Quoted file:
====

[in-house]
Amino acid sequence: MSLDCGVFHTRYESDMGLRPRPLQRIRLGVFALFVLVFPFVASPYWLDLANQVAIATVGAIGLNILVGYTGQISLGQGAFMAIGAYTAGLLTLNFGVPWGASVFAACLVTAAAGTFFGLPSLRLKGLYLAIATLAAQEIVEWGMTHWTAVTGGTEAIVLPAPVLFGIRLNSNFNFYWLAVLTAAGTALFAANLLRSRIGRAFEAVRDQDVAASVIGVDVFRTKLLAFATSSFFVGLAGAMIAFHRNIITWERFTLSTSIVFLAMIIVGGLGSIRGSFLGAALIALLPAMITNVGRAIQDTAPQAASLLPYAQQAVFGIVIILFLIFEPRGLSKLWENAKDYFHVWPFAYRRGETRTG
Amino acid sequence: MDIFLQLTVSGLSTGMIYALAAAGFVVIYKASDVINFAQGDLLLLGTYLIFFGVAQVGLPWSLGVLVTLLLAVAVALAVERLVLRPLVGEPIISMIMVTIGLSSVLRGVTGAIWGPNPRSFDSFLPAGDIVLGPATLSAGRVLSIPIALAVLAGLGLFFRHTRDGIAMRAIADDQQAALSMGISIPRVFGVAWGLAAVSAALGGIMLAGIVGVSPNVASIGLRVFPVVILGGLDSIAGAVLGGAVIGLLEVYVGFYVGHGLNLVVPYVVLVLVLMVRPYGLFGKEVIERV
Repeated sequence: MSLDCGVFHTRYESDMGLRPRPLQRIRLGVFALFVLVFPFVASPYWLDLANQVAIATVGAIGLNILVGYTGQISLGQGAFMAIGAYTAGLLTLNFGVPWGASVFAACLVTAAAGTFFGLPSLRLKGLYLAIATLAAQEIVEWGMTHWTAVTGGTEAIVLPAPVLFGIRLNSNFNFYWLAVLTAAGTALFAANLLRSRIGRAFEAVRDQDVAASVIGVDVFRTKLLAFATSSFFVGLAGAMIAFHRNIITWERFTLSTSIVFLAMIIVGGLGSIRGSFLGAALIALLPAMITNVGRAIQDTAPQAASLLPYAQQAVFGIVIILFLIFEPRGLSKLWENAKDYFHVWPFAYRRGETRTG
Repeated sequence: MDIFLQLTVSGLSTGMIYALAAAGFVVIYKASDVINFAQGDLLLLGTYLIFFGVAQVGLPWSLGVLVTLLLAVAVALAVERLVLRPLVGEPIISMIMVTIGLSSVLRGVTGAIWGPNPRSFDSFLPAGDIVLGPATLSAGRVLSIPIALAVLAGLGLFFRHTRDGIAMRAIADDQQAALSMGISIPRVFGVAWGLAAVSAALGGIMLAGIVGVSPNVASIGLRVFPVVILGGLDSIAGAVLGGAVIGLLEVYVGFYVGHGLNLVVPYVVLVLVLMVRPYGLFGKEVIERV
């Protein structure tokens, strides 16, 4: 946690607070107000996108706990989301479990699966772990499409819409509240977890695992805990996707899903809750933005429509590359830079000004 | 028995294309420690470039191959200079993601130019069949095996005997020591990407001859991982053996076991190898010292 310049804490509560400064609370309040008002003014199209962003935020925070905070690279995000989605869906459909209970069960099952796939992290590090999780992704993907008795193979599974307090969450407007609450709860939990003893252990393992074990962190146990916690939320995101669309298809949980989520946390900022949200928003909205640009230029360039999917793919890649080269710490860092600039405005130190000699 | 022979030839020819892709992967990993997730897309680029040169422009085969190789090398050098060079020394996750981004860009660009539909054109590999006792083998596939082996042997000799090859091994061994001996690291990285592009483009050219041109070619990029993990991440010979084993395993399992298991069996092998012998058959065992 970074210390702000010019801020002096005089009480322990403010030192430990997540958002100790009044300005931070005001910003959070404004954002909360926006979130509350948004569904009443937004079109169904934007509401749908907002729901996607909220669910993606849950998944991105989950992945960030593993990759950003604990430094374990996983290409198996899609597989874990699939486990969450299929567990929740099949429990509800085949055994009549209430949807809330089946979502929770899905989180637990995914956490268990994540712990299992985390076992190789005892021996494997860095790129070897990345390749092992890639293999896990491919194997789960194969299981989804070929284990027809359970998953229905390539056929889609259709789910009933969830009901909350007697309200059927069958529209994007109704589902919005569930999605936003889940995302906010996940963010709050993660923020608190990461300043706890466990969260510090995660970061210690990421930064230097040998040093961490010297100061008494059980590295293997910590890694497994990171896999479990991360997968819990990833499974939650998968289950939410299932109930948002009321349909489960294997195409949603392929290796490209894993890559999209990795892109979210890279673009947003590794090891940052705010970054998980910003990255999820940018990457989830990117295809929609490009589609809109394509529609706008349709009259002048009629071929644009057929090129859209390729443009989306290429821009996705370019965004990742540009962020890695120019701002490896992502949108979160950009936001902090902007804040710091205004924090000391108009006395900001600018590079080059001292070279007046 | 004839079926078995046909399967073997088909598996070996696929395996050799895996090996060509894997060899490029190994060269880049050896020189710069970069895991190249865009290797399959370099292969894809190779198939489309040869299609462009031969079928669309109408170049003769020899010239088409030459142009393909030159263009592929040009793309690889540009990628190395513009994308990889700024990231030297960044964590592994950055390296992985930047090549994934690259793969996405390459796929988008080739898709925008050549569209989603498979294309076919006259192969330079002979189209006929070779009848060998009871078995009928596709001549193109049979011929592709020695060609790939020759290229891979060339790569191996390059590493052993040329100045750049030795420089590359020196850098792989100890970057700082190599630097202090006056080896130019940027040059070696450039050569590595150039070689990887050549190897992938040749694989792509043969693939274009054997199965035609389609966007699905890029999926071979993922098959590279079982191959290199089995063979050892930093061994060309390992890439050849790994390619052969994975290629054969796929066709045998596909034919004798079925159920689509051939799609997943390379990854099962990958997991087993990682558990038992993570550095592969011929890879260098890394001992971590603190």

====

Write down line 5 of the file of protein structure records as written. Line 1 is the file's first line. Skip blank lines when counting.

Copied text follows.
Repeated sequence: MDIFLQLTVSGLSTGMIYALAAAGFVVIYKASDVINFAQGDLLLLGTYLIFFGVAQVGLPWSLGVLVTLLLAVAVALAVERLVLRPLVGEPIISMIMVTIGLSSVLRGVTGAIWGPNPRSFDSFLPAGDIVLGPATLSAGRVLSIPIALAVLAGLGLFFRHTRDGIAMRAIADDQQAALSMGISIPRVFGVAWGLAAVSAALGGIMLAGIVGVSPNVASIGLRVFPVVILGGLDSIAGAVLGGAVIGLLEVYVGFYVGHGLNLVVPYVVLVLVLMVRPYGLFGKEVIERV